While examining a few different versions of the Taroko Gorge works, I noticed that many shared the same source code or framework. Nick Monfort’s original Python program was used for each of the works that I examined. Some versions, such as Camel Tail by Sonny Rae, modified the code enough that it looks like a completely different program. Sonny used blocks of text as opposed to individual words, as they were inspired by and using lyrics written by the band Metallica as opposed to individual words. The disclaimer that usually precedes the code about the original author is missing, and the names of the variables have been changed. The end result is similar enough as to be included in the list of versions of Taroko Gorge, and it looks similar when it runs, but it is different enough as to make one look closer at the code to find the common threads.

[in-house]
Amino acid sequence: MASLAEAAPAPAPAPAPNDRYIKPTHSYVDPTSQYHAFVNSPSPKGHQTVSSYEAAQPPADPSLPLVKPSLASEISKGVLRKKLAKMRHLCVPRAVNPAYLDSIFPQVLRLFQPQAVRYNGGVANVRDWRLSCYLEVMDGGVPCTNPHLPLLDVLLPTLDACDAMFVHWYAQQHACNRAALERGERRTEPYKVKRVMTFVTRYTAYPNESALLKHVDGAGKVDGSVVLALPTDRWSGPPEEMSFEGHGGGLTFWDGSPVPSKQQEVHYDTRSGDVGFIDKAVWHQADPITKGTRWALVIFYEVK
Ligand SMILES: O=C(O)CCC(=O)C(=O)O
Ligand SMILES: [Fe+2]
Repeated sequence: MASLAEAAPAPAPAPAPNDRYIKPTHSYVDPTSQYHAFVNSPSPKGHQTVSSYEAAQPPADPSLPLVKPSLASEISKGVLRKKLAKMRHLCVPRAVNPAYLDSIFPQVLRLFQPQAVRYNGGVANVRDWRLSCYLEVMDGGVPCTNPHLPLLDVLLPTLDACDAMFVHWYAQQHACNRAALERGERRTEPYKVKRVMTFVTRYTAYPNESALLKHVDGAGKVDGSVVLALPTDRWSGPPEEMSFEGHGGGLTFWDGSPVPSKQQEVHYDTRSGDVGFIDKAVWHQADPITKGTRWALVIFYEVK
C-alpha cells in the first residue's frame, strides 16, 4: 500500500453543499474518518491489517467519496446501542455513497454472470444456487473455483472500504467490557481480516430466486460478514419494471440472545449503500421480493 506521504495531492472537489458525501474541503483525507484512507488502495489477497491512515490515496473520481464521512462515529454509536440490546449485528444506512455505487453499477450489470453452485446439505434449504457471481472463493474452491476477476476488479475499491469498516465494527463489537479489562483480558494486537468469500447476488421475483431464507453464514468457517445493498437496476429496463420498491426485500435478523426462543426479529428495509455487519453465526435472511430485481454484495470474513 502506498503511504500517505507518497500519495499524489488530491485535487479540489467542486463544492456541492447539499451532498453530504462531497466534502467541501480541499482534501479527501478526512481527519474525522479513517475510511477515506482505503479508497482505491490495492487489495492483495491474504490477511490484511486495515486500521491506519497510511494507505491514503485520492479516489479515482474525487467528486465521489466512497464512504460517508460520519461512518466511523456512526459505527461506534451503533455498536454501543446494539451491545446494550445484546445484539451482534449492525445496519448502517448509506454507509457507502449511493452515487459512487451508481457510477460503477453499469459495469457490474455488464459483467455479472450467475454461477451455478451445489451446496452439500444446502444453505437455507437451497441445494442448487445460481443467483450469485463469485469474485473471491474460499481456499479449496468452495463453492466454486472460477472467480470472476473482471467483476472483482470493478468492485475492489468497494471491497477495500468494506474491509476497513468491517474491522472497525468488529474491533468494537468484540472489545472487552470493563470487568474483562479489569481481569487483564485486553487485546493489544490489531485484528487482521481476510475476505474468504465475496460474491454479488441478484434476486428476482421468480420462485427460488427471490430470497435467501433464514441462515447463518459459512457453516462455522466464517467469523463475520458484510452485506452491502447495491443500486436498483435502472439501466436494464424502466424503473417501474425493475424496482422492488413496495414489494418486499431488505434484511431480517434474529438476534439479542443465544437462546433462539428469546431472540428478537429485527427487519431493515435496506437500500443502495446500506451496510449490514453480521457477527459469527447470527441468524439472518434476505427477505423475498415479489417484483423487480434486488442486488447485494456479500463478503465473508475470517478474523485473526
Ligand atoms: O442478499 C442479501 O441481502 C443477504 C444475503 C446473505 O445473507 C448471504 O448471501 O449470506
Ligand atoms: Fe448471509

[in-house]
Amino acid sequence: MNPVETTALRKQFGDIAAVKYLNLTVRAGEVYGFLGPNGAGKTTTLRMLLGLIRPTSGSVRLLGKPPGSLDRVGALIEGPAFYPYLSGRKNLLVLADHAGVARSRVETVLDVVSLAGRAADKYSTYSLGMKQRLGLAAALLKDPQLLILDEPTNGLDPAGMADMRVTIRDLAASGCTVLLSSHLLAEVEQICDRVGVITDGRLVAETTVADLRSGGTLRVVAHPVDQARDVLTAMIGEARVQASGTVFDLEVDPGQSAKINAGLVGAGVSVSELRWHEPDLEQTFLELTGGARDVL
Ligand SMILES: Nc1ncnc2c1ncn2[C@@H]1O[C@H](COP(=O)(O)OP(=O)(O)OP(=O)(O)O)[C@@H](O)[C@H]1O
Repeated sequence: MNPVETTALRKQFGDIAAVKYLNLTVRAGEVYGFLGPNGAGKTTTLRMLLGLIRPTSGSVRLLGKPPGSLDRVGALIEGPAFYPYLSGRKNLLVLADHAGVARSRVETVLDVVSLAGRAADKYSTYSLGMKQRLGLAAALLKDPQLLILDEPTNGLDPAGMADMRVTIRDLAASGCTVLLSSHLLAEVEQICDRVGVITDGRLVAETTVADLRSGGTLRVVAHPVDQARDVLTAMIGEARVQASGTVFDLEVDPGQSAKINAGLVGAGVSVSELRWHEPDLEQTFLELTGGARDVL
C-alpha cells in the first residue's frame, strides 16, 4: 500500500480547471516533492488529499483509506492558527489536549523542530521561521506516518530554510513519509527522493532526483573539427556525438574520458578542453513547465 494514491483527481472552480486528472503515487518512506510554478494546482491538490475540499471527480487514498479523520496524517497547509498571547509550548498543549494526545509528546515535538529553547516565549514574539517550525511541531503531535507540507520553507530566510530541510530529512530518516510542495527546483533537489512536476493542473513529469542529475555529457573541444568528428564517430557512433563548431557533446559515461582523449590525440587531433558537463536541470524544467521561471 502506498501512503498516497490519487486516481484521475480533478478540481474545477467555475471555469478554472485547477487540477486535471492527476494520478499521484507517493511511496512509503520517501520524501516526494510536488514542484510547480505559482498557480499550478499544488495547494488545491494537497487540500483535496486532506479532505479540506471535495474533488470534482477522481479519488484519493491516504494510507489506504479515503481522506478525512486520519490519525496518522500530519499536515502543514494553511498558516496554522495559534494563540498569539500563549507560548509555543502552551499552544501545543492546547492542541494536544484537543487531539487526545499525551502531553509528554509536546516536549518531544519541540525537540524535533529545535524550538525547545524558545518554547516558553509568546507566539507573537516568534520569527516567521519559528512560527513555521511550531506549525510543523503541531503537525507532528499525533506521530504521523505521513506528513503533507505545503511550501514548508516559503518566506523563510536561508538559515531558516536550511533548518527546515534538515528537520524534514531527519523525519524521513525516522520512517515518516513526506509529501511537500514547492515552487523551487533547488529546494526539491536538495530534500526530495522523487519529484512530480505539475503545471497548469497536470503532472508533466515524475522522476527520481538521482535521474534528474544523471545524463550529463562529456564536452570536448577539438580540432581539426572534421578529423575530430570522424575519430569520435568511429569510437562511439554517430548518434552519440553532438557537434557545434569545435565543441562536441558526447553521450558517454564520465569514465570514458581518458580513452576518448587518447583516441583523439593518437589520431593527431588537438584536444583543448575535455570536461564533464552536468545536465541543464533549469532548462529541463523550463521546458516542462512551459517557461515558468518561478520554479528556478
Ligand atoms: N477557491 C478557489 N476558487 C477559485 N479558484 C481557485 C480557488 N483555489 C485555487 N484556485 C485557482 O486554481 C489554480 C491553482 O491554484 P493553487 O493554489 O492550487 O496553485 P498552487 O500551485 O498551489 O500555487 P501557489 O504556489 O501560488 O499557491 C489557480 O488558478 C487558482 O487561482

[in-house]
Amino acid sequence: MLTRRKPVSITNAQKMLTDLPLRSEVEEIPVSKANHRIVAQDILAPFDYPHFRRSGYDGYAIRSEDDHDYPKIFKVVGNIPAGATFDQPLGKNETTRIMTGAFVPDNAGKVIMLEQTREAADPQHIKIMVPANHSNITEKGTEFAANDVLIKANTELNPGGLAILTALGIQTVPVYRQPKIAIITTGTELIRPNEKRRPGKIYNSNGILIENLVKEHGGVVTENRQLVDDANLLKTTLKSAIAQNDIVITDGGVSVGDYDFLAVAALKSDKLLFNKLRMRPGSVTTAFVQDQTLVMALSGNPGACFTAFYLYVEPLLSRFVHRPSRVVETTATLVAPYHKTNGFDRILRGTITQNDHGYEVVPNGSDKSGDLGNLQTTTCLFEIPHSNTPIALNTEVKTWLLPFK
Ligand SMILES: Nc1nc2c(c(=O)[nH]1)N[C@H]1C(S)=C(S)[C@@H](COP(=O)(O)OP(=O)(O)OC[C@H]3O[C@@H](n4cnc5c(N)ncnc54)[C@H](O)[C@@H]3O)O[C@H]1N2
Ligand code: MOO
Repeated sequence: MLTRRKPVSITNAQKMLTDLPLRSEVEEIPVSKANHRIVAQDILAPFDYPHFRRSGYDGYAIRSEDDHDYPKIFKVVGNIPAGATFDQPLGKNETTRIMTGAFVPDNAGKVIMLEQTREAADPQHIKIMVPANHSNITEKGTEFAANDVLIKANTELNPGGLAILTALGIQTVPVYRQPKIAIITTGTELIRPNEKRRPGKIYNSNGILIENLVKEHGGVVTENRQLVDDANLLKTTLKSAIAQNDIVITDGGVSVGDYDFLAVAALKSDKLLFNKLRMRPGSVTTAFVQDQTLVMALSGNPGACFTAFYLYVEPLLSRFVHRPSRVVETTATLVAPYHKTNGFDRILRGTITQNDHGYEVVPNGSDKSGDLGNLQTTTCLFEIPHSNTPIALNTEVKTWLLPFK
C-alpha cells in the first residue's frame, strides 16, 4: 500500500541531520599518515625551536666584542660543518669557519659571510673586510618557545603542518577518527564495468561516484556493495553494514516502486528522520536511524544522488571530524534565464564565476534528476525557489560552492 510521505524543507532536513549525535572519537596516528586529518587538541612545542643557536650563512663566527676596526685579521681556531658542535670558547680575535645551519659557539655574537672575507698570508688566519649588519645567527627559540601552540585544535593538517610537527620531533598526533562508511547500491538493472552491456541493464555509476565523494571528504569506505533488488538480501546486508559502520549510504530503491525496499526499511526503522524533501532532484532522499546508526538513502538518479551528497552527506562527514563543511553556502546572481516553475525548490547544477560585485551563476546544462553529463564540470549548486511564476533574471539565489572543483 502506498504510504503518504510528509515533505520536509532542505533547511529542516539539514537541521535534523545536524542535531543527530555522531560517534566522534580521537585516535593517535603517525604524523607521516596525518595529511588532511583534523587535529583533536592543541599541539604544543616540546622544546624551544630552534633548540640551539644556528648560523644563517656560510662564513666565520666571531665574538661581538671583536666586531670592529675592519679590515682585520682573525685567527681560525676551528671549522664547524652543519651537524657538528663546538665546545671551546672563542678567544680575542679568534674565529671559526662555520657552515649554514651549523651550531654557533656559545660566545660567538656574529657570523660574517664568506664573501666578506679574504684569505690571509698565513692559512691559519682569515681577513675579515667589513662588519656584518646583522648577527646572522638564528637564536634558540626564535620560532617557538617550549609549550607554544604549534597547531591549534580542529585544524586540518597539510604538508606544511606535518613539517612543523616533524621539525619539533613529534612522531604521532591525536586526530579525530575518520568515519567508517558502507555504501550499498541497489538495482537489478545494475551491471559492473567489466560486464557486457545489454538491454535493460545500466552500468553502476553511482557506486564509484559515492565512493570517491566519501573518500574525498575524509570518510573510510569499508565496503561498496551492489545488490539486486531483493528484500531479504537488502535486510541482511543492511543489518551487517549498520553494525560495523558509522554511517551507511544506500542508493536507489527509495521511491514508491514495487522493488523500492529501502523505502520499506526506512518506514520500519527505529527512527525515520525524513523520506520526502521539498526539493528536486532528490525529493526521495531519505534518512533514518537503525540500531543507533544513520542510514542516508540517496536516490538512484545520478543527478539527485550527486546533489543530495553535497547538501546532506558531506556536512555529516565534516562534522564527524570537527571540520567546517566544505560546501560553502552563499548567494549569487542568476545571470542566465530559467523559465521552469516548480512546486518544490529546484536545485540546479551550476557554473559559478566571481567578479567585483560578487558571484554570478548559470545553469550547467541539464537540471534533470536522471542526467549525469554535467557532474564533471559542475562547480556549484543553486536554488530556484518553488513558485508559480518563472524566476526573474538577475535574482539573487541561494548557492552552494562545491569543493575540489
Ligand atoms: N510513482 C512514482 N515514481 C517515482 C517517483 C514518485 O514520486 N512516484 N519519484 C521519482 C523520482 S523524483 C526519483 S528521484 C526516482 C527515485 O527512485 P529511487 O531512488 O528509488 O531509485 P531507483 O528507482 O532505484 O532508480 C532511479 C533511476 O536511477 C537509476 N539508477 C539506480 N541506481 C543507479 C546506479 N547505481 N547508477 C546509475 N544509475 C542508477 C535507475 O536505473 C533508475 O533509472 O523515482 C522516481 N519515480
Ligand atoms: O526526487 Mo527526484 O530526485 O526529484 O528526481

The meaning of each of the works would, I assume, vary from author to author. Each author uses similar framework but different content to generate combinatory poetry that speaks to them. Rettberg described Taroko Gorge as “ambient” (47) then went on to hack the source code, replacing Monfort’s verbs and adjectives with his own. He chose language he described as “frenetic” (48) which changed the entire feel of the work from one evoking peaceful Taiwanese scenery to an urban metropolis bristling with energy. To this end, the effect of combinatory processes on the reader are many-fold and widely variable. The uncertainty of what’s coming next can be exciting or unsettling depending on the reader. What is exciting, though, is how people and computers are working together and using one another (intentionally or not) to create these new, electronic forms of poetry that are contrived and organic at the same time.